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Bids may also be submitted via fax. Send a list of lots with the sale number and your contact information to (212) 979-1017. You will receive a confirmation before the sale.Sale 2491 | Lot 332
Price Realized: $125,000 With Buyer's Premium Show Hammer Price
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Sale 2491 Lot 332
Le Repas Frugal.
Etching and drypoint, 1904. 463x377 mm; 18 1/4x14 7/8 inches, wide margins. Edition of 250. Van Gelder Zonen watermark. Printed by Louis Fort, Paris. Published by Vollard, Paris. A superb, dark and evenly-printed impression of this early, important print, with strong contrasts. Bloch 1; Geiser 2 II b.
Acquired Swann Auction Galleries, New York, September 24, 2009, sale 2187, lot 581, by the current owner.
The austerity and sentimentality of Le Repas Frugal is characteristic of Picasso's (1881-1973) Blue Period (1901-04). During his Blue Period and into his Rose Period, so-called for the principal color palettes that he utilized in his paintings at the time, Picasso's art explored the experiences of those on the fringes of society and those in the poor, bohemian neighborhoods of Spain and Montmartre, Paris, where the artist resided in the early 1900s. Picasso himself was so poor that he purchased the plate for Le Repas Frugal second-hand—the remnants of the previous etching can be seen in the foliage ghosting through the background in the upper right of the print. After rudimentary instruction in the art of printmaking and having completed just one other print in 1899, Picasso executed this large, ambitious etching of an emaciated, meditative couple and their sparse meal.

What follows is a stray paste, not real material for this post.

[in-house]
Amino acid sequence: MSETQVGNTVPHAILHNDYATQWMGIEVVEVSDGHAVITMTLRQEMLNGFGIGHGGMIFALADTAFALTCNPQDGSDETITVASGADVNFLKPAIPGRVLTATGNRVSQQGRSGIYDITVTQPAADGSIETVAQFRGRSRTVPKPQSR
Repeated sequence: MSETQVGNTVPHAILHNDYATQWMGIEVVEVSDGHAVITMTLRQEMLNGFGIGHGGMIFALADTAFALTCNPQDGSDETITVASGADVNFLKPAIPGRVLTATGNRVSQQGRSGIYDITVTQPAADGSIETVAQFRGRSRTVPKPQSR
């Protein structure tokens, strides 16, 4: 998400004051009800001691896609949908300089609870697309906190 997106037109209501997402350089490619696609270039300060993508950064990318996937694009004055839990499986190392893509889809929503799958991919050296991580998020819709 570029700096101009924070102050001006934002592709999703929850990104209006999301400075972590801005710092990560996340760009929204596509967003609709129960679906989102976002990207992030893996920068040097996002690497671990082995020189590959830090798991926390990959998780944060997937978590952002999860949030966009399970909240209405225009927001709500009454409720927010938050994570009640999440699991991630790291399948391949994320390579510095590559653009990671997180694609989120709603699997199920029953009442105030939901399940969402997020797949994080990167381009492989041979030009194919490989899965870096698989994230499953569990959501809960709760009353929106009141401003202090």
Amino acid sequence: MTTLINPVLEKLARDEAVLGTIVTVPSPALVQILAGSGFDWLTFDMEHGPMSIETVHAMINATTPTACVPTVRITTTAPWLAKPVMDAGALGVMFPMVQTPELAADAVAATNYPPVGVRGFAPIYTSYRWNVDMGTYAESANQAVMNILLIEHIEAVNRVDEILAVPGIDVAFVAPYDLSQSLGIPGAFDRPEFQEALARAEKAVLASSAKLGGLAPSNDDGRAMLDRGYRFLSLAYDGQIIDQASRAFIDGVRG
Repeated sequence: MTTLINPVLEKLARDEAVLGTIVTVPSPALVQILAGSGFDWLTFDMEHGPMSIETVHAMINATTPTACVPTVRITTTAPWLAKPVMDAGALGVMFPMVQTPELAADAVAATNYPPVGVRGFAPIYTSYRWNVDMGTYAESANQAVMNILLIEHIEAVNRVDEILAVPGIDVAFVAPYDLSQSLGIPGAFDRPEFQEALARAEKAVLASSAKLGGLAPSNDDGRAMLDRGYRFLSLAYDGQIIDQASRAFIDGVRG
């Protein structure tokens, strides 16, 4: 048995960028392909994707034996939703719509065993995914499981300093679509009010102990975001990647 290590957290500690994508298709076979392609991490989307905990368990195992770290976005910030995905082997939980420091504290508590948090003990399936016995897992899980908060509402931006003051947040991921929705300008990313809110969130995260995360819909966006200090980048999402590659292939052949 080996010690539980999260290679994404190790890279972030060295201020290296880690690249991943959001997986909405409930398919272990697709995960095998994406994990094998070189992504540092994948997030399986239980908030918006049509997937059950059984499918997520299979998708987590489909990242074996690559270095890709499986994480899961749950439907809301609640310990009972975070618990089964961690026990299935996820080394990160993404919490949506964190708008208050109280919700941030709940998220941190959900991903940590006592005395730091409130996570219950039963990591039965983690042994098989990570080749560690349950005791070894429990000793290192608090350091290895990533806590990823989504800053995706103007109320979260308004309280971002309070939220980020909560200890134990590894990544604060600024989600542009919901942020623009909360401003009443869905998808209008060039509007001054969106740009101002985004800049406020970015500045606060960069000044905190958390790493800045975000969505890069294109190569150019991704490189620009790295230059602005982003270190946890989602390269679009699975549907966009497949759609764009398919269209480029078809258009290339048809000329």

During his Blue Period, Picasso utilized Mannerist techniques in his execution of figures; the elongated forms and compositional tension of Mannerism highlights the isolation and austerity of Picasso's subjects. However, the flatness of the scene, the stylized facial features of the woman and the painstaking detail in the hands of the couple indicate that this is not a scene taken from life, but an allegorical scene constructed from the glimpses into the lives of those living in poverty. This is the impact of the Symbolist aesthetic, which encouraged the evocation of emotions over realism and elevated quotidien scenes.
Though this plate was completed in 1904 and Picasso made some initial proofs, it wasn't published as an edition until 1913 when Picasso's art dealer, Ambroise Vollard, purchased the plate and steel-faced it. This print is part of the Saltimbanques Suite, along with 11 drypoints and 2 additional etchings created by Picasso between 1904-06. Bloch 1; Geiser 2.
Estimate $100,000 - 150,000Price Realized (with Buyer's Premium) $125,000